WEST ORANGE, NJ — The West Orange Planning Board held a special meeting on Nov. 19 to allow residents to comment on whether the township should allow the owners a $1 million, 30-year tax abatement for the redevelopment of 100 and 200 Executive Drive and 10 Rooney Circle. 

The original plan was to convert 100 and 200 Executive Drive into a large apartment building, while 10 Rooney Circle would become a new library and animal shelter. In addition, a dog park was to be created on two acres of the property. A Payment in Lieu of Taxes (PILOT) arrangement was to be set up for 30 years.

A week and a half after the appellate court voted against the first plan, the Planning Board reduced the redevelopment area by not including 300 Executive Drive and to commission a survey to determine if the area qualifies as a Non Condemnation Area in Need of Redevelopment. The board hired Heyer Gruel and Associates to do the survey.

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The owners of the property cite a high vacancy rate and outdated buildings as reasons why the property qualifies. An important criterion of qualifying for redevelopment is if the property is actually a “blight” in the town.

Several residents complained that they weren’t permitted to comment during the meeting the night before.

Resident Micaela Bennett questioned whether the vacancies are legitimate. Michael Kalmus reported that he had gone to Executive Drive looking for office space and was told they weren’t leasing to new tenants. 

H. William Rutherford felt that the owners decided not to maintain or rent their units. Rutherford pointed out that no permits had been pulled since the owners purchased the property in 2017. He asked, “Why should we bail them out when they haven’t done anything on their own?”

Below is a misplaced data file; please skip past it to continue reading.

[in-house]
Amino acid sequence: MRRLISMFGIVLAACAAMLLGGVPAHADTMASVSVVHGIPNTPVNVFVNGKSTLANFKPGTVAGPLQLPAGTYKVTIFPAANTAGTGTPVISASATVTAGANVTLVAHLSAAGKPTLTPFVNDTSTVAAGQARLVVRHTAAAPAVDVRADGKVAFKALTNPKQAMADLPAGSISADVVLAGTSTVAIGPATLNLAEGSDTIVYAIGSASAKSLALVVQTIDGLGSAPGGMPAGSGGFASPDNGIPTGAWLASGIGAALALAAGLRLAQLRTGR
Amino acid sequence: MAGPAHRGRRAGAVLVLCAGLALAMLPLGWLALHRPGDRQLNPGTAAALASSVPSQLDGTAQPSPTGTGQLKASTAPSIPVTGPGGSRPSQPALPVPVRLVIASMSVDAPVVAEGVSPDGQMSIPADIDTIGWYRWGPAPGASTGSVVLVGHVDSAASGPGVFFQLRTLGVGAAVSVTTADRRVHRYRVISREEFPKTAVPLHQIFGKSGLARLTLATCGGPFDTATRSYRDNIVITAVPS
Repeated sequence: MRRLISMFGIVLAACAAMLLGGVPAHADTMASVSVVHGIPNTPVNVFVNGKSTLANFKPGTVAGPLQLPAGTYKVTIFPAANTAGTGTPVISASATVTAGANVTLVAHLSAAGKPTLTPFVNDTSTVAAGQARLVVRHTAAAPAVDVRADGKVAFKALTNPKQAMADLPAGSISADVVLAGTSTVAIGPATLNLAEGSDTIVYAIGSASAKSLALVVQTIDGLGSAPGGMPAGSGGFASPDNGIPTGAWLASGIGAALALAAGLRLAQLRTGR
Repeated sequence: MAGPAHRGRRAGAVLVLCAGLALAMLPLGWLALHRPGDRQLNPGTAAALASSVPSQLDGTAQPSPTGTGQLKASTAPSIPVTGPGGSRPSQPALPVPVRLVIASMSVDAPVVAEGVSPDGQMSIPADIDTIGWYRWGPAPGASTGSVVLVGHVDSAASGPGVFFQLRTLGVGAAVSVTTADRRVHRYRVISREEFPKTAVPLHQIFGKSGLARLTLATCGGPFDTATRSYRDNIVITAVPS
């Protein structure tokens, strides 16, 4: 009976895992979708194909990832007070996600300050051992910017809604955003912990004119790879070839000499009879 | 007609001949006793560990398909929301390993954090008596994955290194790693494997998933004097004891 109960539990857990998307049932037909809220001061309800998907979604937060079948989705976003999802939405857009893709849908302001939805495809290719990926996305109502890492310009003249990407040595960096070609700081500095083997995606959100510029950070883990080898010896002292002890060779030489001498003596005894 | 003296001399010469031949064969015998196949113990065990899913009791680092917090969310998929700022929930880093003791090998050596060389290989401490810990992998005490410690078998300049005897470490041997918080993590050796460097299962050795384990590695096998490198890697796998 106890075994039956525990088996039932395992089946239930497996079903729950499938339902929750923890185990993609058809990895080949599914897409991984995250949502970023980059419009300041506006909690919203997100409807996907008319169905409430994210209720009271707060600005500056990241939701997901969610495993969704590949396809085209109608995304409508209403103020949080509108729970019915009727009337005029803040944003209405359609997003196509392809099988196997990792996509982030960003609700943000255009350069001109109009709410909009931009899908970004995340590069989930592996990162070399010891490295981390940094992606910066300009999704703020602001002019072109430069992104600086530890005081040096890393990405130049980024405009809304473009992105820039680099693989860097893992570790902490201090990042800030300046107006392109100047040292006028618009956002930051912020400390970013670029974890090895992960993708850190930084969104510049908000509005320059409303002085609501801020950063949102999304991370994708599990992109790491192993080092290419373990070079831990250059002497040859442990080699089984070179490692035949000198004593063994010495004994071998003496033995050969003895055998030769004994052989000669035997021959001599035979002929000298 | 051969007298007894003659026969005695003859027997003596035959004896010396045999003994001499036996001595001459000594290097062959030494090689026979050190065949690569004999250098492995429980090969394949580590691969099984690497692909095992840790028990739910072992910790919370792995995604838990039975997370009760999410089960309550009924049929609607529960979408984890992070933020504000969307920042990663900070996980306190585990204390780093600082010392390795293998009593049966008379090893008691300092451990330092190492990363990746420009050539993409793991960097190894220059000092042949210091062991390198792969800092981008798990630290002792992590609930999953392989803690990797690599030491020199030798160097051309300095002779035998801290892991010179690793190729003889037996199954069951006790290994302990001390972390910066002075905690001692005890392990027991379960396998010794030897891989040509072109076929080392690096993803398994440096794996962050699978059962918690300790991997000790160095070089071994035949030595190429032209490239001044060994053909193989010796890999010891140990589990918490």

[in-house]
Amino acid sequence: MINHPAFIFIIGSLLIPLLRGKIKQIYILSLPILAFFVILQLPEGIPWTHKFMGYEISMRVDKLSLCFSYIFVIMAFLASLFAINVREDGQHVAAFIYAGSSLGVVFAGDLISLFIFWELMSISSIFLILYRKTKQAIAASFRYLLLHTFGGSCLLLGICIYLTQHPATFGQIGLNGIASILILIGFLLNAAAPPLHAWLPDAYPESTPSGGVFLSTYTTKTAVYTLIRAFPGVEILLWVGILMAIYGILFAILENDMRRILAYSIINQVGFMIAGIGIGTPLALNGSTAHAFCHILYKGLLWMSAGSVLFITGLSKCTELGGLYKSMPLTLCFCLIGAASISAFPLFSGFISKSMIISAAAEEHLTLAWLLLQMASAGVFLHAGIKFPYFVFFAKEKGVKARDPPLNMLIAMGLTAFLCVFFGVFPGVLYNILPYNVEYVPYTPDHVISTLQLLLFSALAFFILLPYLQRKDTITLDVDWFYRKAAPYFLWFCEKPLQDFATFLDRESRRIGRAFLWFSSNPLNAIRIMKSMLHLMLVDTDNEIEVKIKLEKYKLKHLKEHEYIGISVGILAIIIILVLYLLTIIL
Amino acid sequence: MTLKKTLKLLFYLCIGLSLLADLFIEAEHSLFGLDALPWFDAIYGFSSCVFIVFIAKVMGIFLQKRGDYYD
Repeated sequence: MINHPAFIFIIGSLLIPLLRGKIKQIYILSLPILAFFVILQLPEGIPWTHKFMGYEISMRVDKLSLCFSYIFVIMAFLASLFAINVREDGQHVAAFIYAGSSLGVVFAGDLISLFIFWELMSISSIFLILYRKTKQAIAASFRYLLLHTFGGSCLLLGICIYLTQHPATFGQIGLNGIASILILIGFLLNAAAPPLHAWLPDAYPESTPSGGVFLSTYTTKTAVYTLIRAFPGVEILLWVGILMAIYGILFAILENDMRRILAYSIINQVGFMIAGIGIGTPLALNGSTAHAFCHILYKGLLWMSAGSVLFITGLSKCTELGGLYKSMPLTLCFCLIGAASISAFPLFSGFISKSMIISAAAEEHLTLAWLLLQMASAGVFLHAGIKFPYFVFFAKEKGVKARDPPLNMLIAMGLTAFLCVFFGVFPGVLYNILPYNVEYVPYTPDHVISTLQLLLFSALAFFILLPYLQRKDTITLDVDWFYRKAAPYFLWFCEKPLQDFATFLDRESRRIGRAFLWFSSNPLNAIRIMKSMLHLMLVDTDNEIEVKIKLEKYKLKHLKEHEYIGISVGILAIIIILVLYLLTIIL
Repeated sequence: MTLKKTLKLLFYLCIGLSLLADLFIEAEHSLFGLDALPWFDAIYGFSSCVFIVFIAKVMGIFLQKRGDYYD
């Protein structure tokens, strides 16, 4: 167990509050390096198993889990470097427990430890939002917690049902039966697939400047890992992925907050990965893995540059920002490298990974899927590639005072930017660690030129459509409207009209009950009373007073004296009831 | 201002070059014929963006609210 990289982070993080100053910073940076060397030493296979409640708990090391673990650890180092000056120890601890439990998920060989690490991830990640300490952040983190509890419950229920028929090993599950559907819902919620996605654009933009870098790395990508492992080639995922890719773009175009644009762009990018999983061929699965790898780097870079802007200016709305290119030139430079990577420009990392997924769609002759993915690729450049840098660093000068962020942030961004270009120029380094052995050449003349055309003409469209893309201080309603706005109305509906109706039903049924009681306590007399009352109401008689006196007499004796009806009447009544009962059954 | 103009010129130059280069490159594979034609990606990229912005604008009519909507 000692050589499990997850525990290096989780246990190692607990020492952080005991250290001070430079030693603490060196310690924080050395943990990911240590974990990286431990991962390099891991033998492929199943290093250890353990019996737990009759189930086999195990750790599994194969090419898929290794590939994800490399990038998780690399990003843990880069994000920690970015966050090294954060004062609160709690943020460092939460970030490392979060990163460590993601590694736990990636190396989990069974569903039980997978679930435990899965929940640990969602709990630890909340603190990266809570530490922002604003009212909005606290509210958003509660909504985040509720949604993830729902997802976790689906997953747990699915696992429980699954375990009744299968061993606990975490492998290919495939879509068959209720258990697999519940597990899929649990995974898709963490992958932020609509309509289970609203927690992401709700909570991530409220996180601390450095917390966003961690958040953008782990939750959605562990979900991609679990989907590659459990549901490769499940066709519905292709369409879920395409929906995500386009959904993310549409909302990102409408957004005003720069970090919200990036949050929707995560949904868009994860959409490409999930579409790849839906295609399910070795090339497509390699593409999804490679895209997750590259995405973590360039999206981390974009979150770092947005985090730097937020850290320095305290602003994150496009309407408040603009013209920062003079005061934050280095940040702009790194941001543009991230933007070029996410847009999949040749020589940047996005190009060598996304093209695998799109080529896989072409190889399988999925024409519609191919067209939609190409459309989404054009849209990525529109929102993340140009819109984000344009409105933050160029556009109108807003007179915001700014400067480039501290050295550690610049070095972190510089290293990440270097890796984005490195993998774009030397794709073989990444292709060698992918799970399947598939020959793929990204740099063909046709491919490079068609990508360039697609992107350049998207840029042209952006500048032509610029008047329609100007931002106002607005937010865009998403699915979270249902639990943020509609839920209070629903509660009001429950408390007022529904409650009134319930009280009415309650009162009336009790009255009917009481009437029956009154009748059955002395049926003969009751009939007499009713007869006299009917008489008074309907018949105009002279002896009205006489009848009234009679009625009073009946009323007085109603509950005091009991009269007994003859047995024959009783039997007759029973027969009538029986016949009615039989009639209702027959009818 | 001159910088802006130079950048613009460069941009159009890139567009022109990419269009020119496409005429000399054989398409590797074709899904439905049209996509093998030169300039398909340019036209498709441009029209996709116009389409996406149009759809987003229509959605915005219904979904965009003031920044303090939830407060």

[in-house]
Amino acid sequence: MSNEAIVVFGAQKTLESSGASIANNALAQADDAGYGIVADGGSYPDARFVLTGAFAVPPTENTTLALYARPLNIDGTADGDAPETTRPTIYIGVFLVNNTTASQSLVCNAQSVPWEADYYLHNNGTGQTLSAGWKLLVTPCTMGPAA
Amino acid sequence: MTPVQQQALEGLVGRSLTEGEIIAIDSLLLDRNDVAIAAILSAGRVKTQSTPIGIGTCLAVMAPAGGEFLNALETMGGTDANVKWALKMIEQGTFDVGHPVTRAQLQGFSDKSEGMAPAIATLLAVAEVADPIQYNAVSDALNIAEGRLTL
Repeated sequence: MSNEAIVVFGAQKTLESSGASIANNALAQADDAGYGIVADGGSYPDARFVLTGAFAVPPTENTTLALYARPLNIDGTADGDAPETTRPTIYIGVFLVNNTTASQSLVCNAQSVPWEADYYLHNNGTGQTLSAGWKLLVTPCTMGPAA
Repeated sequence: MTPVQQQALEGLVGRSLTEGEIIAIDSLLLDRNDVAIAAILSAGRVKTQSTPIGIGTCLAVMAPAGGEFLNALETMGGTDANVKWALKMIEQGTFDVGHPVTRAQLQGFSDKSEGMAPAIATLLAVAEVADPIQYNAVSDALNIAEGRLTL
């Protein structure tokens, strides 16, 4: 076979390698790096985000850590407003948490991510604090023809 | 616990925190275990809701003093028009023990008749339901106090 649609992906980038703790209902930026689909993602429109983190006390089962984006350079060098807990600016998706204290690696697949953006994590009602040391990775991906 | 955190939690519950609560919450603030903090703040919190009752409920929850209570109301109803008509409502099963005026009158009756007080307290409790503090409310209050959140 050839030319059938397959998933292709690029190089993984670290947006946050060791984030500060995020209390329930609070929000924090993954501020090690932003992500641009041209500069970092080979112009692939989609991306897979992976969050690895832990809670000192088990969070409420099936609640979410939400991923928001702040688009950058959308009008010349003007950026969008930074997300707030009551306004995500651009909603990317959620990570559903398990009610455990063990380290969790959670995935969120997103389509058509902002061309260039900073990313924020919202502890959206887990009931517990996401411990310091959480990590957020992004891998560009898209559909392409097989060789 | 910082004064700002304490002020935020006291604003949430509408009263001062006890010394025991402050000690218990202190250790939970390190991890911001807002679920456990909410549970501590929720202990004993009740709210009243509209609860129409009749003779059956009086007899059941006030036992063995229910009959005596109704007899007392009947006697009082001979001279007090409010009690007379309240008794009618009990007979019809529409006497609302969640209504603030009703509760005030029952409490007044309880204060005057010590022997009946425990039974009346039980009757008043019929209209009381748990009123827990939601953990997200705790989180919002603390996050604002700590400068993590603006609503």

Township Council member Joe Krakoviak said that he would not give his opinion because of his position on the council, but wanted to say that the owners purchased distressed assets and made minimal improvements. 

Rosary Morelli stated that she felt the condition of neglect and vacancy are the owners’ fault. Granting them “tax abatements is not good for tax payers. It’s not an area that is in need of redevelopment.”

Sally Malanga mentioned that the owners are seasoned landlords who were aware of the condition of the buildings when they purchased it. “Redevelopment is meant to benefit the public,” Malanga said.

Malanga doesn’t think the township should give the owners a huge tax break because they requested redevelopment soon after they purchased the property, and “redevelopment is meant for real blight.”

Joyce Rudin noted that it was expensive to hire Planner Susan Gruel and Real Estate Attorney Isabel Chou. She also felt that the township shouldn’t be fixing “millionaire developers’ self-imposed hardships.”  

Brent Scott also opposed the designation of redevelopment. “West Orange needs to collect taxes, not pay for tax abatements.”

Many residents argued against the redevelopment, but the Planning Board voted to move forward with it.